Published: 03rd February 2021
This Architecture graduate is creating awareness about long-forgotten Tamil artforms
Prathiusha Saravanan is aiming to revive some ancient and traditional artforms through her range of merchandise on her Instagram page
Traditions and culture seldom stand the test of time. Yes, some do survive but there's so much that is often forgotten down the line. But what if there was an innovative way to revive some of these traditions for the modern times, especially the current generation? 23-year-old Prathiusha Saravanan is trying to do exactly that through her range of merchandise that is on display on her Instagram page @the_saayal. With a range of notebooks, bookmarks, calendars and keychain holders, Prathiusha is trying to bring a modern touch to long-forgotten artforms, fabrics and even musical instruments.
To make the 2021 calendar, Prathiusha collaborated with her classmate Tharun Sekhar from Uru Custom Instruments, a company that aims to revive lost musical instruments
A self-taught artist and an Architecture graduate from Adhiyamaan College of Engineering, Hosur, where she graduated from in 2019, Prathiusha says that she has been painting since childhood. "I would paint for my friends and relatives. I got interested in traditional artforms and would try and replicate them. It was fascinating to know how they were made. This continued during my college days. Even while studying Architecture, I wouldn't leave any opportunity to create art," she says. Gradually, her confidence grew. "From making miniature artwork, I moved on to painting on large canvases. I even experimented with other mediums like glass painting," says Prathiusha about her tryst with different mediums.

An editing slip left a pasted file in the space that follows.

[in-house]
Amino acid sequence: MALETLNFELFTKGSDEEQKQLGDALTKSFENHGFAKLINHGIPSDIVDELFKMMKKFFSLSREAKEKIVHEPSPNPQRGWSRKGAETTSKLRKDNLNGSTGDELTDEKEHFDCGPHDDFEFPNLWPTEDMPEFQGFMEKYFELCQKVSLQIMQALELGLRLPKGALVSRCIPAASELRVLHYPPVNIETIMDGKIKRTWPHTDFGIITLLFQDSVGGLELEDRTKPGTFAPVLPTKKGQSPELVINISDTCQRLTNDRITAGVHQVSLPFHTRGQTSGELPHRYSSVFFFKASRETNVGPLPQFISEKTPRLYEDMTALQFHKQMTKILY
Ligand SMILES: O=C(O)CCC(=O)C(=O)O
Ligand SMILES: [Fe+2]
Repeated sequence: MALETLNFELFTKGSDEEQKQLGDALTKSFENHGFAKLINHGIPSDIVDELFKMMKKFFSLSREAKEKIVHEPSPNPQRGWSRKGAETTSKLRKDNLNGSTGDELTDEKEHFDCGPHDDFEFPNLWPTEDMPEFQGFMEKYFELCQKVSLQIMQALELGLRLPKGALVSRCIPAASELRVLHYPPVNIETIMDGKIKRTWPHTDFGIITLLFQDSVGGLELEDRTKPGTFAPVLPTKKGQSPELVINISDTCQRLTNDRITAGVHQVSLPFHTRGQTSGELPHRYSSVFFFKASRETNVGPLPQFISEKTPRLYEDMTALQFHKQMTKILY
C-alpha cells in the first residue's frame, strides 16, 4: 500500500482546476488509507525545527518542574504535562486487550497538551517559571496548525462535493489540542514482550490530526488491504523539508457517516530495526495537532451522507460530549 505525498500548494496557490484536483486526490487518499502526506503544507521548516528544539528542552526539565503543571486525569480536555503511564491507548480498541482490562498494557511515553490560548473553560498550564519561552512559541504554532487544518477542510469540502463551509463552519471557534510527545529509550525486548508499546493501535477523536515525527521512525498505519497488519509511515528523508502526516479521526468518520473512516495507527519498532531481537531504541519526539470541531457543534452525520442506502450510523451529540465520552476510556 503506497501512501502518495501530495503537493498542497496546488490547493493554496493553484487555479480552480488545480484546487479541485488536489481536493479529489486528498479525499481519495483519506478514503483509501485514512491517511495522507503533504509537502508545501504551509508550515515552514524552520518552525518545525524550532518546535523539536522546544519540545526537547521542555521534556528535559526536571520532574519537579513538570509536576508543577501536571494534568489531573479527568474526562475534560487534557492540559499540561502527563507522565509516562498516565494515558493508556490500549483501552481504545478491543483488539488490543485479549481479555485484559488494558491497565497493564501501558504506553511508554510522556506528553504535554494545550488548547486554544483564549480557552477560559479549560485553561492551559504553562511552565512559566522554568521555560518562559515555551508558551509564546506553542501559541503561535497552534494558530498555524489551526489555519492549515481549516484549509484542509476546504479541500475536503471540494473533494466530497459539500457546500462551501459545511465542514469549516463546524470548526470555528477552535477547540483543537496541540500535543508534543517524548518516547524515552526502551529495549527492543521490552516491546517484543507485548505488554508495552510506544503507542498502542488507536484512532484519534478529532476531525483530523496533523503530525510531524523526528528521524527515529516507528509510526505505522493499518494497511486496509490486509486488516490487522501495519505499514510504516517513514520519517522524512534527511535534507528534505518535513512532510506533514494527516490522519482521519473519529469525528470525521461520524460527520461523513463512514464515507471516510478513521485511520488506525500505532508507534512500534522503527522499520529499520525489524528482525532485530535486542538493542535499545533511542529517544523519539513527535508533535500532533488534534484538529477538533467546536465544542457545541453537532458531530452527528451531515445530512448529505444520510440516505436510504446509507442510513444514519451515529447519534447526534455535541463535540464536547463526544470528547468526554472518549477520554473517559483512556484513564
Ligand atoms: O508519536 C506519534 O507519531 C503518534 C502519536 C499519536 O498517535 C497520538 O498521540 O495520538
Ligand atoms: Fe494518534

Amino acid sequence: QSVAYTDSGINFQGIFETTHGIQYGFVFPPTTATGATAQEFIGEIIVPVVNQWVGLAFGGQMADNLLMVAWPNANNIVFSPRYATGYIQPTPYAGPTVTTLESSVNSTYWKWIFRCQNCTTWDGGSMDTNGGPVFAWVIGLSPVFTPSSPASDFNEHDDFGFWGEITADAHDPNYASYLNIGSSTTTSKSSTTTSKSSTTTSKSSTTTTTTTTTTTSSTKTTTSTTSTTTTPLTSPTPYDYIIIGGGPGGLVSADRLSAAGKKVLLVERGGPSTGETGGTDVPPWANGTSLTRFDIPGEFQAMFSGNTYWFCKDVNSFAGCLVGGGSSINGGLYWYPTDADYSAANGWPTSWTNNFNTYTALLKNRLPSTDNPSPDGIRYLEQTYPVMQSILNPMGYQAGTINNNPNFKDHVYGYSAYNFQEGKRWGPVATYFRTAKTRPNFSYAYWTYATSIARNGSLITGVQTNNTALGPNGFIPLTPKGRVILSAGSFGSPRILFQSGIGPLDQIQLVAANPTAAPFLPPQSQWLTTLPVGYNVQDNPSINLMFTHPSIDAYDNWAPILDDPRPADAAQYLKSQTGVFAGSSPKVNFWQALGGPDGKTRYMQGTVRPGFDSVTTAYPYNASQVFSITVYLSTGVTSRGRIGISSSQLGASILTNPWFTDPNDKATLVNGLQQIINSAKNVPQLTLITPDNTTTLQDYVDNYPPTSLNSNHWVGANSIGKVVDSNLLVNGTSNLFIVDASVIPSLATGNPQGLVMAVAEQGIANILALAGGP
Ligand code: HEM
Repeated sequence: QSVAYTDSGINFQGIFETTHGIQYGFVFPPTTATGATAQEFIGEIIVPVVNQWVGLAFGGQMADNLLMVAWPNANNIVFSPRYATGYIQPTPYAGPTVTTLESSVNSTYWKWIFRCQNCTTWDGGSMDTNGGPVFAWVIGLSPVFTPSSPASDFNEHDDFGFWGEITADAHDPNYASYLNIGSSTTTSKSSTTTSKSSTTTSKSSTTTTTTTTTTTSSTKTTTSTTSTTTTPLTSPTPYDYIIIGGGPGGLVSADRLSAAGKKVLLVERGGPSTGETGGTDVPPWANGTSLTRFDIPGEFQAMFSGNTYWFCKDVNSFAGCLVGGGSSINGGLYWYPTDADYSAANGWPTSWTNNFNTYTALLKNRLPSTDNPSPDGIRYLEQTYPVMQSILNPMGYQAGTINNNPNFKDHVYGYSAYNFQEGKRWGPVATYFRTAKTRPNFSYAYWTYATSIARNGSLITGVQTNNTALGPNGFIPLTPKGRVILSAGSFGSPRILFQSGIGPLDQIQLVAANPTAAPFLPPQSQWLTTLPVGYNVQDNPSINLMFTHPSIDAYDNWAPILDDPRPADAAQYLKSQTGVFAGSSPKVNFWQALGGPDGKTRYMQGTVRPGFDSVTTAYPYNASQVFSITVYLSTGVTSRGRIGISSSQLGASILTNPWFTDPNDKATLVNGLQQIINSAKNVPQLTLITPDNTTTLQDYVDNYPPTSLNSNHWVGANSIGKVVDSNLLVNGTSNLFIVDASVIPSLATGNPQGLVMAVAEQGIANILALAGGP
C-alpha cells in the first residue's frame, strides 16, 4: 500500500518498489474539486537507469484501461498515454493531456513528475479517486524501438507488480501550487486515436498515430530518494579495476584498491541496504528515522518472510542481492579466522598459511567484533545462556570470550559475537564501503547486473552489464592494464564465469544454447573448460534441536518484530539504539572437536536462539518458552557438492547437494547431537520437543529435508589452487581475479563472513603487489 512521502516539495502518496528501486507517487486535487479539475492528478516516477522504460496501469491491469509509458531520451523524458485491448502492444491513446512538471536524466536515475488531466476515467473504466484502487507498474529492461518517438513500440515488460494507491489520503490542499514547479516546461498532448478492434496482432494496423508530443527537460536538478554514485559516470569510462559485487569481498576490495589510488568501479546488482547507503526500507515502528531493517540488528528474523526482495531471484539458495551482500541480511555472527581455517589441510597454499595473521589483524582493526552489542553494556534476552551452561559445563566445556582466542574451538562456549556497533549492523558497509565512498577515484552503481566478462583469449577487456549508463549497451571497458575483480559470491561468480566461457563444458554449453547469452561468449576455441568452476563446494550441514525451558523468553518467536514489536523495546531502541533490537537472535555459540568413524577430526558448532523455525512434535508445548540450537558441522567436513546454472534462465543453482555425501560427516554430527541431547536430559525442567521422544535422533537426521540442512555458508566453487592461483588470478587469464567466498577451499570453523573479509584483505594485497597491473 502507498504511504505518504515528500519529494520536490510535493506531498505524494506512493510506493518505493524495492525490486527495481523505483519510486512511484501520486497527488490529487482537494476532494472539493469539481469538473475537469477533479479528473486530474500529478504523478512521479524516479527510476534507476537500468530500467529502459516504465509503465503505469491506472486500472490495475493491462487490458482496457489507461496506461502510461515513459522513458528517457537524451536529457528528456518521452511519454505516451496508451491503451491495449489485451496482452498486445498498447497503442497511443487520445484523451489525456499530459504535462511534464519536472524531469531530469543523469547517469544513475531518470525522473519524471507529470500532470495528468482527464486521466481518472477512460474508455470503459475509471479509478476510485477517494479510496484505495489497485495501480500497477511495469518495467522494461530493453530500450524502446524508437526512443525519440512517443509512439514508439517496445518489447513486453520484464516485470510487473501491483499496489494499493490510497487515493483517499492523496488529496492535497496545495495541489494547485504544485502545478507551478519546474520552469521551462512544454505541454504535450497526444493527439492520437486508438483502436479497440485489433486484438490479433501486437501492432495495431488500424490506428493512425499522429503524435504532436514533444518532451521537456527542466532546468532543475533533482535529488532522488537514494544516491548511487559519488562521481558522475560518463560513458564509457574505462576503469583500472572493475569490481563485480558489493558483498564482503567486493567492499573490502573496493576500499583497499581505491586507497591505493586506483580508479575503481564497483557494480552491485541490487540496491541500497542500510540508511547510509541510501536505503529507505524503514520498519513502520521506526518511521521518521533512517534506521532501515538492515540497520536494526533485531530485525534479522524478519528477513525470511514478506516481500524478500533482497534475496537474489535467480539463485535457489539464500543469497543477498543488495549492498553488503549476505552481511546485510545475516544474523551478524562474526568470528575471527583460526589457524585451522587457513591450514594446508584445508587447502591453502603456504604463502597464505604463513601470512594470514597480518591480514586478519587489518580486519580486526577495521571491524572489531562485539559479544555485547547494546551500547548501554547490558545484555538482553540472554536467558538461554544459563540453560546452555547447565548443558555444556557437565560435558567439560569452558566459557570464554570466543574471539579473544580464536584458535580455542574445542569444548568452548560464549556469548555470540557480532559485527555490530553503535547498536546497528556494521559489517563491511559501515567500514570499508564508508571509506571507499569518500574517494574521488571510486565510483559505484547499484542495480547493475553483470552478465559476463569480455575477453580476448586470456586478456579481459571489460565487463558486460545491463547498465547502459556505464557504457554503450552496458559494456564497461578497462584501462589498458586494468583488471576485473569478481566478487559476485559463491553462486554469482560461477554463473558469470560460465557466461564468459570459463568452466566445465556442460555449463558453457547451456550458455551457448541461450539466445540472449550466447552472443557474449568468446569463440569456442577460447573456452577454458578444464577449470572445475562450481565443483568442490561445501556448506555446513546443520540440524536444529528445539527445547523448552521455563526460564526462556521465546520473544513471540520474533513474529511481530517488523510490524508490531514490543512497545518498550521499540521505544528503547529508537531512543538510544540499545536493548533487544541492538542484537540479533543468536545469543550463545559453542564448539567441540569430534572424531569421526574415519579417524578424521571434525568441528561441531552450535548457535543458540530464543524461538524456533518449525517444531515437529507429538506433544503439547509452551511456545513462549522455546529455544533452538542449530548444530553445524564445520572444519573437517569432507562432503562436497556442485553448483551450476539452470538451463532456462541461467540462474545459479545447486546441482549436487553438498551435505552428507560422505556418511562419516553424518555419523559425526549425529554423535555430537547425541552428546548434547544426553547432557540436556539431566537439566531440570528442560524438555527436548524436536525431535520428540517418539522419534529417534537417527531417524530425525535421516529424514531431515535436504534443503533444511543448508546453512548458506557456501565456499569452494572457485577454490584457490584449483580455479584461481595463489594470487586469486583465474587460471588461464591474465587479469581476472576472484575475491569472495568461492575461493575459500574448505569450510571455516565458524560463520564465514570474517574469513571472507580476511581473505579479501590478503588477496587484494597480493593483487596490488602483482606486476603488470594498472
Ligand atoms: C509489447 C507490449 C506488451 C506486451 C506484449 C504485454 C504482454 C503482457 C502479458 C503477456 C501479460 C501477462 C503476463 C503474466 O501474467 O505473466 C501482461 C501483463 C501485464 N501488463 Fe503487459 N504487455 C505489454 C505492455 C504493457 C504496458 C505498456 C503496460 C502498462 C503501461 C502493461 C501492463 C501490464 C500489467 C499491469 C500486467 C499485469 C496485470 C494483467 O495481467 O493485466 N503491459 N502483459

Keychain holder | Pic: Saayal
It was during her fourth year of college when she interned at Bengaluru that she found the opportunity to visit some art expos. "I noticed that the traditional artforms were nowhere to be found. There are so many great traditional artisans but they seem to be losing their importance. That is when I decided to create awareness about these traditional artforms, especially among the youth," says the resident of Karur about her decision to launch Saayal, which means resemblance or taking something from the roots.
Prathiusha first chanced upon calendar-making while thinking of a gift for her colleague during a game of Secret Santa at her workplace. She believes the handmade calendar made a mark and influenced her decision to make merchandise with ancient artforms
In her first year, she made a calendar in both English and Tamil, consisting of Kollam art. This was in 2019. For 2020, she decided to revive the ancient sungudi fabric. She not only incorporated it in her calendar but in her keychain holders too. "Sungudi is a type of tie-dye fabric that originated in Madurai and was made by Saurashtrians. These days, it's made with artificial dyes and wax prints. But traditional sungudi saris would take around a week to make and has over 5,000 knots while dyeing. The cloth is dipped in natural dyes," explains Prathiusha. In 2021, she decided to create a calendar based on forgotten and lost musical instruments.
Bookmarks | Pic: Saayal
Prathiusha has also found an innovative way to convey her messages to her followers. "I created a character called Chittu, a bird who speaks on my behalf. In 2020, I decided to portray sungudi cloth and different temples in Tamil Nadu and the character was made to take the people on a journey through various parts of the state," recalls Prathiusha. And not only that, she also ensures that her art gives recognition to people actually practising it.